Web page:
Surgical Science
Vol.5 No.5(2014), Article ID:46293,3 pages DOI:10.4236/ss.2014.55038

Posterior Capsular Rent: Risk Factors, Diagnosis and Management

Nimmi Rani1*, Prashant Gupta2

1Aravind Eye Hospital, Madurai, India

2Cataract Services at Aravind Eye Hospital, Madurai, India

Email: *,

Copyright © 2014 by authors and Scientific Research Publishing Inc.

This work is licensed under the Creative Commons Attribution International License (CC BY).

Received 11 March 2014; revised 10 April 2014; accepted 17 April 2014


In spite of a steady improvement in the safety of cataract surgery since the inception of phacoemulsification, diagnosing and managing posterior capsular rent still remains a challenge. Identification of the pre-existing risk factors is of utmost importance so that precautionary modifications are done in the surgery to prevent this complication. Once it happens, timely realization and appropriate management can have excellent outcomes.

Keywords:Posterior Capsular Rent, Vitreous Loss, Traumatic Cataract, Small Pupil, Pseudoexfoliation, Vitrectomy, Triamcinolone Acetonide

1. Introduction

Posterior capsule rent (PCR), reported to occur in 0.5% to 7.5% of cases is a significant potential complication of cataract surgery. An improperly managed PCR can have an adverse impact on the outcome of cataract surgery. Vitreous loss appears to be the most crucial factor determining the eventual visual outcome.

PCR, with or without vitreous disturbance leads to increased incidence ofhyphema, increased persistent post operative inflammation, retained cortex, corneal edema, post operativeendophthalmitis, cystoid macular edema (if chronic leading to macular pseudoholes) and tractional retinal detachment in long standing cases.

2. Risk Factors

Certain predisposing factors are posterior polar cataract [1] -[4] (with a pre-existing posterior capsular dehiscence), traumatic cataract, mature cataract, hypermature cataract, post-vitrectomy cataract, eyes with long axial length (with weak bag and weak zonules), eyes with short axial length (with crowded anterior chamber), pseudoexfoliation cases (with weak bag, weak zonules and poorly dilating pupil) [1] -[3] .

Intraoperative factors may be poor visibility due to deep set eyes with prominent brow, fluid pooling, dense arcus, corneal scars, small pupil (as in diabetic patients, post-uveitic posterior synechiae, pseudoexfoliation, traumatic cataracts and senile pupillary rigidity). Small pupil must be dealt with intacameral adrenaline, multiple sphincterotomies, stretch pupilloplasty or iris hooks [1] [2] . Intraoperative events resulting in posterior capsular rent*Extension of radial tears of the anterior continuous curvilinear capsulorhexis through the capsular fornix into the posterior capsule.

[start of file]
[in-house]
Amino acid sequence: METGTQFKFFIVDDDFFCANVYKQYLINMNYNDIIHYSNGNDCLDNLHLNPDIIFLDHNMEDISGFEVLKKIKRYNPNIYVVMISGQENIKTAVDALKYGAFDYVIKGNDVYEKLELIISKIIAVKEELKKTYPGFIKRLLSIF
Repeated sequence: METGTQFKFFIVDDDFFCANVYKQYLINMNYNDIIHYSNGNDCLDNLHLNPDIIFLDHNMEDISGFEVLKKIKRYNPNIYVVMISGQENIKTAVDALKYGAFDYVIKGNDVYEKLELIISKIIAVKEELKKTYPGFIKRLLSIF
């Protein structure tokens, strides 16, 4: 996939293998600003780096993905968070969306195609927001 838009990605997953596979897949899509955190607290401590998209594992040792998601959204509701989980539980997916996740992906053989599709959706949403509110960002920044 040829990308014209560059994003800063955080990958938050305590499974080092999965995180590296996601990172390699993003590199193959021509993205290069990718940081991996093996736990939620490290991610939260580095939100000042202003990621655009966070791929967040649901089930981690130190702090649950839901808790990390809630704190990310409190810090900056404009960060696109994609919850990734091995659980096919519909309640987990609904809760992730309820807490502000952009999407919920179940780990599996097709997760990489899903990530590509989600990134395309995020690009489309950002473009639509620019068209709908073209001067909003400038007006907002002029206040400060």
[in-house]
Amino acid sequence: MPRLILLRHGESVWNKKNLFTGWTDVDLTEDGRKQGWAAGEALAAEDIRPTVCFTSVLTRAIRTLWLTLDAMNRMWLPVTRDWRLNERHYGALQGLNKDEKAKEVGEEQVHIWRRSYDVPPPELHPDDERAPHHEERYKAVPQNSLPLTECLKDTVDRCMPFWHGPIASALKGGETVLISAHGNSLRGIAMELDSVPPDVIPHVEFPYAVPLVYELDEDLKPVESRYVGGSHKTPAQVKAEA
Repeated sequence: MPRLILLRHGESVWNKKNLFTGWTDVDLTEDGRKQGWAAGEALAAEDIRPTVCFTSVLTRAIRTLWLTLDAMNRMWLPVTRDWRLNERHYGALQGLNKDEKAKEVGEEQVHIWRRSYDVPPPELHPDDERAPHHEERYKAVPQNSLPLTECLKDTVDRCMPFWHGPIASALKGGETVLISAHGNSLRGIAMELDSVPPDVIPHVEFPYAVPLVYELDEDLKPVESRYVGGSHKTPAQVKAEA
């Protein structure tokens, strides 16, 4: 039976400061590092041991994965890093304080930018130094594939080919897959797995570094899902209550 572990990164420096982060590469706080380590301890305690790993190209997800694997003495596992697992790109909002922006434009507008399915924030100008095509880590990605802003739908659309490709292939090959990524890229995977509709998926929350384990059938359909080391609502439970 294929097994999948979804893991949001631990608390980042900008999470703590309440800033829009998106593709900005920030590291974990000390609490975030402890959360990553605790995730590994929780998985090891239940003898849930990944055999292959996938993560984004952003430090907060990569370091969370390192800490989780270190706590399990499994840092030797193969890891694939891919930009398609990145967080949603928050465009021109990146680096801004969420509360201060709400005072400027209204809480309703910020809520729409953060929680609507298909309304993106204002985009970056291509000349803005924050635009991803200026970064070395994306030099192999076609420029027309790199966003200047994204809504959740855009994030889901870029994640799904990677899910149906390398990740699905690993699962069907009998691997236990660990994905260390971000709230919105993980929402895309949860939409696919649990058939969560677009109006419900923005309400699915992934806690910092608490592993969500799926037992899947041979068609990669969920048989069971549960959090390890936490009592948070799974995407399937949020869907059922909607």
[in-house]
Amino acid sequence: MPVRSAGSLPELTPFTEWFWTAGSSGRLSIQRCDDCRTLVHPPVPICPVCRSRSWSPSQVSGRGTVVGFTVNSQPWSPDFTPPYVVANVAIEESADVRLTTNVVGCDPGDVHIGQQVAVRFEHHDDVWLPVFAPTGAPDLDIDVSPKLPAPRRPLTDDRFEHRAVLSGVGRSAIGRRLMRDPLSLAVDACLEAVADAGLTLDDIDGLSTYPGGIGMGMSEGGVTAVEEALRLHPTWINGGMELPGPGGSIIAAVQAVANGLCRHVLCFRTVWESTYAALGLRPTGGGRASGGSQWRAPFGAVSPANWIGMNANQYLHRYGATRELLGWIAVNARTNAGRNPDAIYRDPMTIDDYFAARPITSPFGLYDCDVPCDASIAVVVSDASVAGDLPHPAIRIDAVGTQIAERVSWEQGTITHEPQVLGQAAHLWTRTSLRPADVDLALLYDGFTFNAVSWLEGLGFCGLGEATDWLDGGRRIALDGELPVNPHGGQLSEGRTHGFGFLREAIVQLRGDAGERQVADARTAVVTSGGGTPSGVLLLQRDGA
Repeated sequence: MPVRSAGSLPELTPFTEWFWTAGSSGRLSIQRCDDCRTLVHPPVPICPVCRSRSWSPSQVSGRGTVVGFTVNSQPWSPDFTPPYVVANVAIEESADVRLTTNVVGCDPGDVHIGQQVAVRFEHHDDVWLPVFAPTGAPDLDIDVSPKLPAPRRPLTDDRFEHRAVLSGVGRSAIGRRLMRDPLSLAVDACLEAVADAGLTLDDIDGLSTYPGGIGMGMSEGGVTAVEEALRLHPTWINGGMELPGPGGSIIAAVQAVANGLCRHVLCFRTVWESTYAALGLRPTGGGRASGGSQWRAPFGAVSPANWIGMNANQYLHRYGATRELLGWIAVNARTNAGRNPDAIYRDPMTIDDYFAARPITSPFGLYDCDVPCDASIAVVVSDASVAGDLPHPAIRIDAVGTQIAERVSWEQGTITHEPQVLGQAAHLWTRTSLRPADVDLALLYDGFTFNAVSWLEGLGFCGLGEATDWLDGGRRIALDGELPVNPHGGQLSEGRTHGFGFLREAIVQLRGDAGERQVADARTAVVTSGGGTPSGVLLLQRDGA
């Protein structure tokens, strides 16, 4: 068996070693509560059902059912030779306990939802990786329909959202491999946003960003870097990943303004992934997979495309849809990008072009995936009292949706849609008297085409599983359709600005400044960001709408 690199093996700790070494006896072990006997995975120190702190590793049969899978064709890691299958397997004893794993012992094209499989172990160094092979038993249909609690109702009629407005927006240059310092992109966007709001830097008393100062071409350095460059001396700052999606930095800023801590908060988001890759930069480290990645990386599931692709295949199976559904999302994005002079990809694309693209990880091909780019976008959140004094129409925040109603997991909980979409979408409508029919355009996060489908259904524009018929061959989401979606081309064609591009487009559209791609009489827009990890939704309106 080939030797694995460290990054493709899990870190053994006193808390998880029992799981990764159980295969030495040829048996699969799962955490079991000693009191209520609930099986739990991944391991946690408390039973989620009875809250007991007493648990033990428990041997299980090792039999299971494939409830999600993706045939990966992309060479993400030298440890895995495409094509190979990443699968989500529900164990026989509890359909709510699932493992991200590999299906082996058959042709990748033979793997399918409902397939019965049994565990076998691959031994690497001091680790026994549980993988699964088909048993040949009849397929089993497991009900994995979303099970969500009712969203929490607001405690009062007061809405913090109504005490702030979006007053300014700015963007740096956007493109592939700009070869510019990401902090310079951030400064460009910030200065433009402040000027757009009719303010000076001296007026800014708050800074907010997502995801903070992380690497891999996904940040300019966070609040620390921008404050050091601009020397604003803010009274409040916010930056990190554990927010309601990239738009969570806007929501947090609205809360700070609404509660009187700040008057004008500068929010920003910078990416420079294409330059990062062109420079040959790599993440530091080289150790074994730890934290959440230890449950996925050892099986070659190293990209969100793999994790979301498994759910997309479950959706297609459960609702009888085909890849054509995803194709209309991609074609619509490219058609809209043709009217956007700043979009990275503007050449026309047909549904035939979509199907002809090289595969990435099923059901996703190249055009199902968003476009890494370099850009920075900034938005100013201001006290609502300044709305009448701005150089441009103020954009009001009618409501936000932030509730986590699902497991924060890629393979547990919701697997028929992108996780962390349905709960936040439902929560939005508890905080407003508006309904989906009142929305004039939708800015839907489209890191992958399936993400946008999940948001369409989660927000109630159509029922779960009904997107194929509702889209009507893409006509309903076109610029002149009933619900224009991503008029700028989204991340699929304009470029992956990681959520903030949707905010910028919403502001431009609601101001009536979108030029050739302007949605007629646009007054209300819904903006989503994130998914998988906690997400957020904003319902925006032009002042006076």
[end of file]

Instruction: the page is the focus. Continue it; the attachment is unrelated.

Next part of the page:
*Vigorous hydrodissection specially in incomplete rhexis in cases like posterior polar cataract, traumaticcataract, pseudoexfoliationcases, mature and hypermature cataract.

*Occurs during removal of last fragment of nucleus following a transient post-occlusion surge)in phacoemulsification.

*Infrequently during intraocular lens placement and dialling.

*In case of incomplete capsulorrhexis, during irrigation aspiration of cortex tags of anterior capsule can be caught into the probe.

*Hydroprolapse of the nucleus or hooking out of the nucleus through a small rhexis can exert undue pressure on the posterior capsule (in small incision cataract surgery).

*Manipulation in the bag without adequately pressurizing the anterior chamber. When the anterior chamber keeps collapsing there are high chances of the lax posterior capsule coming up and getting caught.

*During polishing of the posterior capsule.

*Direct hit by phacoemulsification probe, chopper or dialer.

3. Diagnosis

Early recognition of a posterior capsule rent is pertinent to its successful management eventually resulting in good visual outcome.

Signs of a posterior capsule rent which should alert a surgeon are [1] :

*Sudden deepening of the anterior chamber.

*Momentary dilatation of the pupil (snap sign).

*Sudden brightening of the fundal glow.

*Nucleus paradoxically moves away on aspiration,sways sideways or falters posteriorly away from the nucleus.

*Tiiting of one pole of the nucleus.

*Nuclear fragments which were previously mobile, lose their mobility.

*Whole of the nucleus or a part of it may suddenly sink or disappear posteriorly into the vitreous cavity.

4. Management

Once the surgeon realizes a posterior capsular rent, thephaco probe shouldnot be withdrawn instantly in a haste. First inject the viscoelastic with the non dominant hand through the sideport to inflate the bag properly and then withdraw. This small precaution will prevent the anterior chamber from collapsing eventually leading to enlargement of the rent, disruption of the anterior hyaloid face and prolapse of the vitreous into the anterior chamber. So maintenance of the anterior chamber throughout the management of the posterior capsular rent is of prime importance to prevent further complications.